The Detroit Auto Show opens to the public tomorrow, and we were on the scene for the press days earlier this week.Without a doubt, the biggest reveal of the show was the 2014 C7 Corvette Stingray. The long-anticipated car — Chevrolet offers a truly new Corvette only about once a decade — was revealed Sunday night before the show.
On Wednesday, the newest incarnation made an appearance in New York to mark the 60th anniversary of the famous sports car, where we spoke with the team that created it.
It was a chance to go beyond the formality of the press conference and the anonymity of the specs, and really find out what sets the new Stingray apart.
Here are the 10 most interesting things we discovered about the Corvette, all of which together explain just how this car stole the show in Detroit.
#2 Corvette lead engineer Tadge Juechter considered a mid-engine early on, which would have made a very different C7. His team went for the more practical front engine instead.
#3 The 6.2-liter V8 engine produces 450 horsepower, enough to take the Stingray from 0 to 60 mph in under 4 seconds.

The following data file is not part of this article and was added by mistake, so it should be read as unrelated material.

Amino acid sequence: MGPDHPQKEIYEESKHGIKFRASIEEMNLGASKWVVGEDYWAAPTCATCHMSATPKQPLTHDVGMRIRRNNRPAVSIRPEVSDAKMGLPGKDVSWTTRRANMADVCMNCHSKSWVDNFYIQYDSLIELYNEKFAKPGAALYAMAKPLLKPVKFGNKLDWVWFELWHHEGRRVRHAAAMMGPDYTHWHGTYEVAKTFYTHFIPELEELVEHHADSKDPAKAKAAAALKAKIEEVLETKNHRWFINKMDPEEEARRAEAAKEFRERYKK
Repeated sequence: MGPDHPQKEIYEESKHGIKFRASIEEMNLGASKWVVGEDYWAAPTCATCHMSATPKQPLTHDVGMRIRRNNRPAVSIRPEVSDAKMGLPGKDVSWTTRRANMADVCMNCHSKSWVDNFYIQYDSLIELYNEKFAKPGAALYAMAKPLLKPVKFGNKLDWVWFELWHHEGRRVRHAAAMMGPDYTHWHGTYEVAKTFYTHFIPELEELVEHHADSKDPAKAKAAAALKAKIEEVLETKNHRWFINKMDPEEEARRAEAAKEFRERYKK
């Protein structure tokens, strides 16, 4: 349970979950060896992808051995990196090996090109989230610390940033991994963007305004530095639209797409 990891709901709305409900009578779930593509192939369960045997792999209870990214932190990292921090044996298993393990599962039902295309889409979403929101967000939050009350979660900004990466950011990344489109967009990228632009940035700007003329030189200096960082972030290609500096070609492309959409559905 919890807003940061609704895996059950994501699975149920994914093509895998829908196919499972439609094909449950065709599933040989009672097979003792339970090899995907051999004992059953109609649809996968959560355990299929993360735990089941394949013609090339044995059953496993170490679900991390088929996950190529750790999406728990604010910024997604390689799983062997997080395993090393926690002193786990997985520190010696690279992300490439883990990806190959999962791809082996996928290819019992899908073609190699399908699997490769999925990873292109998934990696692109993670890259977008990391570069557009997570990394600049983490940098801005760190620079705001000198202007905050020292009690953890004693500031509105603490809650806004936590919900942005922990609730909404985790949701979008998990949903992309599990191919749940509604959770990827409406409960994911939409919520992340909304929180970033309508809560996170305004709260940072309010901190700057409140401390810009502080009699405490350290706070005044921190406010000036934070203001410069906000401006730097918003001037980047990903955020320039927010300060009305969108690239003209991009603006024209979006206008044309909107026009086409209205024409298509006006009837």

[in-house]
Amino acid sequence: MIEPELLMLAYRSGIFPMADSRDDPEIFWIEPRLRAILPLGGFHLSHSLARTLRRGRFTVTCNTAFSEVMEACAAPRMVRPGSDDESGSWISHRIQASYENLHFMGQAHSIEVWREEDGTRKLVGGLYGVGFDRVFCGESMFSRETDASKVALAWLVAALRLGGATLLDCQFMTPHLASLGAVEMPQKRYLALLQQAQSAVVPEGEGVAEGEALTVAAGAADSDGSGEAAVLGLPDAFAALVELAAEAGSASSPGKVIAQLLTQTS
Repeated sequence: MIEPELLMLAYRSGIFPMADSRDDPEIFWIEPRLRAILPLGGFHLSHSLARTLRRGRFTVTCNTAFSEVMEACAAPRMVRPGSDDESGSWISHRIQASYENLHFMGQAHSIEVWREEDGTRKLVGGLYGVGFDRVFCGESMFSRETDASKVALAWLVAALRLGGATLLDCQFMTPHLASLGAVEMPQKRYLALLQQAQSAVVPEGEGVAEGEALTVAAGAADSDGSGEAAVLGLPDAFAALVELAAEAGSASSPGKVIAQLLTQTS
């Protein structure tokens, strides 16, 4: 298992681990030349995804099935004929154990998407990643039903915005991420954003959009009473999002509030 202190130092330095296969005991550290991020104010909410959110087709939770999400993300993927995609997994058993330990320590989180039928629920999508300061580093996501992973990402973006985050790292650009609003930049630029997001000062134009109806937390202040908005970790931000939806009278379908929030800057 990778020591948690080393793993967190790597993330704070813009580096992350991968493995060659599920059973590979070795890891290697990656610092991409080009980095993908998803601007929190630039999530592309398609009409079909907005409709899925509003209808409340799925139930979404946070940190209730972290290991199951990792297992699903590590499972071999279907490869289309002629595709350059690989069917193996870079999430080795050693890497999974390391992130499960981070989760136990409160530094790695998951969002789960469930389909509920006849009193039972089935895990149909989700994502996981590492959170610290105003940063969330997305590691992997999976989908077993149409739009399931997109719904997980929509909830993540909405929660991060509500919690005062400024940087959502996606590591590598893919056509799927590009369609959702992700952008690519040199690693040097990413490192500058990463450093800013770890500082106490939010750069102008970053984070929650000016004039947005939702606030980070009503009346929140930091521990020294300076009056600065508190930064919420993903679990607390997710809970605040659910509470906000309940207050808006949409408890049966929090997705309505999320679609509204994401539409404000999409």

#4 The cylinder deactivation system, which improves fuel efficiency, works on both the automatic and manual models.
#5 The Stingray's chin spoiler, which looks like it has teeth, is the result of complicated regulations meant to protect pedestrians.
#6 Though pricing has not been announced, the C7 teams says it will be sold for an 'attainable' price. The idea is that drivers who could afford the last Corvette (which started at $49,600) will be able to afford the new one.
#7 The roof is removable and can be stored in the trunk, even though GM is likely to make a convertible version in a few years.
#8 There will be no commercials advertising the C7. Instead, the marketing team will use other methods to 'raise awareness,' like putting the car in the new Gran Turismo PlayStation game.
#9 To get gamers excited, GM put a disguised version of the C7 in Gran Turismo. It was downloaded 500,000 times.
#10 The crossed flags hood ornament was redesigned for the C7. GM auctioned the first ornament it printed for charity, for $3,000.
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